Nick talks Journey Mapping & Teamwork…..
Its Session #5 of our Eurekaha Pilot programme and the students are busy exploring Journey Mapping techniques as part of their introduction into Design Thinking and I can’t help noticing with a great sense of accomplishment that the group are already demonstrating skills and techniques that will serve them well as they continue the journey towards their professional careers.
There is a high energy in the room as the team get to work creating a Journey Map of their recent Bush-Craft experience working hard to utilise every inch of the expansive whiteboard. They pull upon the empathy techniques and interviews they have conducted to generate an impressive Journey capturing all their personal and joint experiences. This develops into an superb piece of work mapping the ‘entire’ journey from early awareness and planning, the day itself to refection after the event. Coupled with each other’s pain points, high points and reflections they move on to identify insights and explore how the Bush-Craft intervention could be further improved for future groups; lots of learning for us all.
But what strikes us is how well they are opening up and becoming more comfortable with each other. Some are displaying the early signs of natural leadership whilst others are demonstrating their creative skills to bring alive the various tasks through the use of stimulating visuals. Each member is fully engaged and the group has almost become self-organising as they explore each other’s strengths and motivations.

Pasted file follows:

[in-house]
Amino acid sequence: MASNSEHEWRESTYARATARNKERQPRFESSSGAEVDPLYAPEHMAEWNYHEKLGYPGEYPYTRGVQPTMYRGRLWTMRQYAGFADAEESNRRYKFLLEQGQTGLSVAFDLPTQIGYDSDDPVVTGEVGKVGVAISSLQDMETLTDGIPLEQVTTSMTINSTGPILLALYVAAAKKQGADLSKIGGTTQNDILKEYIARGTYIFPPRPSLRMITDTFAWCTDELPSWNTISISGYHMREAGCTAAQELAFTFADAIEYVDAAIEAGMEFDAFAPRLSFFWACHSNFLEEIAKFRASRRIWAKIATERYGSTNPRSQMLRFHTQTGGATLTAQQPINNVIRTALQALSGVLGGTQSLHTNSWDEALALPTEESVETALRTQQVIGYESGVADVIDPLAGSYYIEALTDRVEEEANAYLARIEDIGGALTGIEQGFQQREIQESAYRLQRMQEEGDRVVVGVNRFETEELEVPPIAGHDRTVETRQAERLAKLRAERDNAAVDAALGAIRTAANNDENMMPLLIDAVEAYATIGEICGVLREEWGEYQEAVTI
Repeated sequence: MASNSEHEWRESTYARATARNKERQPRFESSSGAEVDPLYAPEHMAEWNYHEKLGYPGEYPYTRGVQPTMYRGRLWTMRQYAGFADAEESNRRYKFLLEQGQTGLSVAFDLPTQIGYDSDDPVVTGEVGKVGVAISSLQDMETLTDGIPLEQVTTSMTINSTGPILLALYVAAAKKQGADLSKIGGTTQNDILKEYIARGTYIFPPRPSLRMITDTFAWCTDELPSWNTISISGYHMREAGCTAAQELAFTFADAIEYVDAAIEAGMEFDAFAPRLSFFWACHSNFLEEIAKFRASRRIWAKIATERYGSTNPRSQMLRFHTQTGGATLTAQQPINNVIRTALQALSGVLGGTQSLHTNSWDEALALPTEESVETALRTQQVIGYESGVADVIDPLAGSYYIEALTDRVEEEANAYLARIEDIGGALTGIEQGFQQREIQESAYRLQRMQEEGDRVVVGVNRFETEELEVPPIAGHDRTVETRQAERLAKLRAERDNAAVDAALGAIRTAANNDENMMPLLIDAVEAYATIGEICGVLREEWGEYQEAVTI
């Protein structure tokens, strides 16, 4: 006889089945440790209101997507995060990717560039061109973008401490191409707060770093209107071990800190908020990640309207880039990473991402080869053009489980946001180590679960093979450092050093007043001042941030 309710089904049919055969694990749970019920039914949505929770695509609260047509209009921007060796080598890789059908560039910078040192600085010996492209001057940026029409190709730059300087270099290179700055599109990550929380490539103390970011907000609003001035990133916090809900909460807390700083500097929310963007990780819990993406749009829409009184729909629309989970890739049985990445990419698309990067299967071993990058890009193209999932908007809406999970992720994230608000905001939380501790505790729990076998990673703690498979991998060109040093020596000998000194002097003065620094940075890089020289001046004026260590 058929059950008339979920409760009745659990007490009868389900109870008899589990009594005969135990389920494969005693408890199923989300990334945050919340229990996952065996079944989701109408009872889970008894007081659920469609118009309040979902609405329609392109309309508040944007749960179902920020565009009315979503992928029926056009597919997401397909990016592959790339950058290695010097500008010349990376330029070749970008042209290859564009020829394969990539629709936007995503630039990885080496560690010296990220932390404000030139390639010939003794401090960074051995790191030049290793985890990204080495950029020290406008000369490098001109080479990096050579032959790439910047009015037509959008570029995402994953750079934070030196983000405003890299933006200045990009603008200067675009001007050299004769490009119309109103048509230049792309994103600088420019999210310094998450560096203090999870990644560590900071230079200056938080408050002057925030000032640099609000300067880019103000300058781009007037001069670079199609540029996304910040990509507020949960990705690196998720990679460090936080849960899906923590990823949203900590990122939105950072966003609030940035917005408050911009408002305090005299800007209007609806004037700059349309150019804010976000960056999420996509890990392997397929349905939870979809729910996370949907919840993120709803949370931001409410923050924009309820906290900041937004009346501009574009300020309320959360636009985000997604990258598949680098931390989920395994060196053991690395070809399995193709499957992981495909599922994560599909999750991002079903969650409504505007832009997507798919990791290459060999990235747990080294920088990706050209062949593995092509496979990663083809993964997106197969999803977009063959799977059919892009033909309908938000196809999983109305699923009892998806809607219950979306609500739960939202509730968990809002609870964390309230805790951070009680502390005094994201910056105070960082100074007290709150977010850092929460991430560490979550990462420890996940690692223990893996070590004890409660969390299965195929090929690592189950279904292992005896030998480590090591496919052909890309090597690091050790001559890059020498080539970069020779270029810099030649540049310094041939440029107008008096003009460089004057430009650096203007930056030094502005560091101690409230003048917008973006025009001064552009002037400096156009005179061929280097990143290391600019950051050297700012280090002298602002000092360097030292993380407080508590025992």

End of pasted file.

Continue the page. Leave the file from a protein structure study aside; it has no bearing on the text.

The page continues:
We are reassured by witnessing the Eurekaha mantra of ‘Engage, Inspire, Do’ firmly in action; the students are ‘engaged’ with us and each other, they seem ‘inspired’ to learn and excited by the challenges that face them in the coming weeks and they are certainly learning through ‘doing’ as they harness some of the techniques they have been exposed to; brainstorming, clustering, observing, interviewing, and empathy mapping. All techniques they will pull on time and time again in the weeks to come.
It’s at this point I’m reminded of my personal motivation behind Eurekaha in providing an opportunity for young people to grow through the development of very relevant techniques for today’s complex business environment, and most importantly the soft skills to enable them to flourish in both their professional and personal lives. Design Thinking not only provides significant benefits for business, but there is huge value in developing young people through the application of Design Thinking techniques and mindsets.
Encouraged and fulfilled we turn our sights to next week’s session where we’ll be exploring the nature of failure and building upon the student’s story telling techniques.